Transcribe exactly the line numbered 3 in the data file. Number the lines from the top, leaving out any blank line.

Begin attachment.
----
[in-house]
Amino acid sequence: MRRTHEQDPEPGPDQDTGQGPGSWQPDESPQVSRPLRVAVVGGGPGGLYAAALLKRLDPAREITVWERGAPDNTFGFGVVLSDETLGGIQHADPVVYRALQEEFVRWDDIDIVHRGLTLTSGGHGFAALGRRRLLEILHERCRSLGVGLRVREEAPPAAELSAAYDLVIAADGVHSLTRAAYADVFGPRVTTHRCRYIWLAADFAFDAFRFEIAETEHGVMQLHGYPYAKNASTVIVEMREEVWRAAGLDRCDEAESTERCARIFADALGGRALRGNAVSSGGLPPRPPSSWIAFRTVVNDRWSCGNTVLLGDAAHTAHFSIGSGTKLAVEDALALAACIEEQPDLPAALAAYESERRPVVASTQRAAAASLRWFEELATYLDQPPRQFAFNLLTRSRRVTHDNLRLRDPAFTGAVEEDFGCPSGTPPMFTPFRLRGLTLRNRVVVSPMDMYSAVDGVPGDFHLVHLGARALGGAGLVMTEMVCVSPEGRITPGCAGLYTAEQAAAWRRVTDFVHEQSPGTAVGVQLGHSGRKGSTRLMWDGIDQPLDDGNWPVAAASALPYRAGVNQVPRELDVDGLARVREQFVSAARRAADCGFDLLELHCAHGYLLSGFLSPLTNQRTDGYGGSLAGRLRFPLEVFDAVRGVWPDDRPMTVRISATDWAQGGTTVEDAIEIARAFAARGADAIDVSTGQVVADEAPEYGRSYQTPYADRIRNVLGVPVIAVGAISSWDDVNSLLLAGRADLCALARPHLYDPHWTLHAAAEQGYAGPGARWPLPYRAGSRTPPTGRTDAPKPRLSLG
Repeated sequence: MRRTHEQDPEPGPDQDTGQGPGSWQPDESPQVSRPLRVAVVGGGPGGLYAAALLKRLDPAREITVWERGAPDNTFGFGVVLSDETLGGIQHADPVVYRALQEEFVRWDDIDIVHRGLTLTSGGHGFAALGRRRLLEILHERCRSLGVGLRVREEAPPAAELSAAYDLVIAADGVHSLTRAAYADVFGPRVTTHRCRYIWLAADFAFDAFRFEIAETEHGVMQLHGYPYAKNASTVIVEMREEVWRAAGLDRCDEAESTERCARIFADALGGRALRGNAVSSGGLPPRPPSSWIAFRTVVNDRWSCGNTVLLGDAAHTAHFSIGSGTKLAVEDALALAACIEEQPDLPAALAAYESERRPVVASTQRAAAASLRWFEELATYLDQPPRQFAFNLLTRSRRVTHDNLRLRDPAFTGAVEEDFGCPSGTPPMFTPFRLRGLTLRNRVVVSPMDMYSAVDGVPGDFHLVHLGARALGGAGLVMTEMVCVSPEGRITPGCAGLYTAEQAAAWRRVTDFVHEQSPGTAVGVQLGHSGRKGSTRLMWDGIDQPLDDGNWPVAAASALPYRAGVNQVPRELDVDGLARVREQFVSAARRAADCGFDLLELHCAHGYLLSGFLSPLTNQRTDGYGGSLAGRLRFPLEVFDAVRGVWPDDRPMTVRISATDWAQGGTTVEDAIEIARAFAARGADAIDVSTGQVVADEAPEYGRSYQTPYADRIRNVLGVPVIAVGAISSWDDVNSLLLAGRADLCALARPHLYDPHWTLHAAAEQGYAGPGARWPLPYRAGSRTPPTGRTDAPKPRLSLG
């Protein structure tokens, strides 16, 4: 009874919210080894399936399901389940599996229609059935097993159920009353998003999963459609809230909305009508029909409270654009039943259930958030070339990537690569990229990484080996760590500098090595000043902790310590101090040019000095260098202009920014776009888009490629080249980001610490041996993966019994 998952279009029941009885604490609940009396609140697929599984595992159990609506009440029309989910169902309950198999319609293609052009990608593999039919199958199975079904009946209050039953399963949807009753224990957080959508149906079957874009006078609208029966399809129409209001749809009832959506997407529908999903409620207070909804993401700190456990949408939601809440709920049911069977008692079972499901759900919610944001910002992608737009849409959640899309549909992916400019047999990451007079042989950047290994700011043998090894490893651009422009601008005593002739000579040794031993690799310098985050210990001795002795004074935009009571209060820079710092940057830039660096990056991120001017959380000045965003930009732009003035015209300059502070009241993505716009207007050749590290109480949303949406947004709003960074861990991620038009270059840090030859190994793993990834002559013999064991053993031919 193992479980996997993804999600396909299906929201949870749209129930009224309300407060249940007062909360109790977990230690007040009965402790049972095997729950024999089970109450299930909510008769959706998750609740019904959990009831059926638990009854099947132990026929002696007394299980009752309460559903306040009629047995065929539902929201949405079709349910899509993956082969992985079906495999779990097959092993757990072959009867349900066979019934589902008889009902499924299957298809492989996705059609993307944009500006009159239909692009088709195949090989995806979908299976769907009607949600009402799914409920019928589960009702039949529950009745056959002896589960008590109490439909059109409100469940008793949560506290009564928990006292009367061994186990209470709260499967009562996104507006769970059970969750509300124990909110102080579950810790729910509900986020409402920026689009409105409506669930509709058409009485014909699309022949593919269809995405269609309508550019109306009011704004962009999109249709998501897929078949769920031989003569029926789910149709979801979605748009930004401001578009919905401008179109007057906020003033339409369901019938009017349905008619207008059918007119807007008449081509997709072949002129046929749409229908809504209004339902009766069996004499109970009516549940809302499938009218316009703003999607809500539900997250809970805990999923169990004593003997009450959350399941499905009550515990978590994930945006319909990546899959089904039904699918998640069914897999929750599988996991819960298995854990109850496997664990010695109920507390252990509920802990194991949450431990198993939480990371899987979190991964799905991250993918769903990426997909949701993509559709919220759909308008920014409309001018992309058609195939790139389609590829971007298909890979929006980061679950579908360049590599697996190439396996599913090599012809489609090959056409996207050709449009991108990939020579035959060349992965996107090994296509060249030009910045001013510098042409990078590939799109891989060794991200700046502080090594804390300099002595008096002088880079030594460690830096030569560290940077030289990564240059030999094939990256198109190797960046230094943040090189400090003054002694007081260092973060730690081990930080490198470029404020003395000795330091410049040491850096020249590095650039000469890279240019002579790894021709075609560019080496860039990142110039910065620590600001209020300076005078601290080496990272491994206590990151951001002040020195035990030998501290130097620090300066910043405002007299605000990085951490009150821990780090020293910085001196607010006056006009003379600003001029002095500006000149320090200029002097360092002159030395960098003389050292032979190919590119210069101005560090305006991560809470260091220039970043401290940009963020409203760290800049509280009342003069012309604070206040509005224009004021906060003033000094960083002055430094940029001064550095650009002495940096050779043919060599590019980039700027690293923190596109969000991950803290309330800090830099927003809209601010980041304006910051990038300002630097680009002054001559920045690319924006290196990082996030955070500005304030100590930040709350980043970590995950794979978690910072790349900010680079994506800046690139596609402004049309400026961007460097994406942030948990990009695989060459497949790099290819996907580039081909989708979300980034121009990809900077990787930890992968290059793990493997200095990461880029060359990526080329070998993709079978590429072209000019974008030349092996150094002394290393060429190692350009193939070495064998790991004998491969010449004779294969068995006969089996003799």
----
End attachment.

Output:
Repeated sequence: MRRTHEQDPEPGPDQDTGQGPGSWQPDESPQVSRPLRVAVVGGGPGGLYAAALLKRLDPAREITVWERGAPDNTFGFGVVLSDETLGGIQHADPVVYRALQEEFVRWDDIDIVHRGLTLTSGGHGFAALGRRRLLEILHERCRSLGVGLRVREEAPPAAELSAAYDLVIAADGVHSLTRAAYADVFGPRVTTHRCRYIWLAADFAFDAFRFEIAETEHGVMQLHGYPYAKNASTVIVEMREEVWRAAGLDRCDEAESTERCARIFADALGGRALRGNAVSSGGLPPRPPSSWIAFRTVVNDRWSCGNTVLLGDAAHTAHFSIGSGTKLAVEDALALAACIEEQPDLPAALAAYESERRPVVASTQRAAAASLRWFEELATYLDQPPRQFAFNLLTRSRRVTHDNLRLRDPAFTGAVEEDFGCPSGTPPMFTPFRLRGLTLRNRVVVSPMDMYSAVDGVPGDFHLVHLGARALGGAGLVMTEMVCVSPEGRITPGCAGLYTAEQAAAWRRVTDFVHEQSPGTAVGVQLGHSGRKGSTRLMWDGIDQPLDDGNWPVAAASALPYRAGVNQVPRELDVDGLARVREQFVSAARRAADCGFDLLELHCAHGYLLSGFLSPLTNQRTDGYGGSLAGRLRFPLEVFDAVRGVWPDDRPMTVRISATDWAQGGTTVEDAIEIARAFAARGADAIDVSTGQVVADEAPEYGRSYQTPYADRIRNVLGVPVIAVGAISSWDDVNSLLLAGRADLCALARPHLYDPHWTLHAAAEQGYAGPGARWPLPYRAGSRTPPTGRTDAPKPRLSLG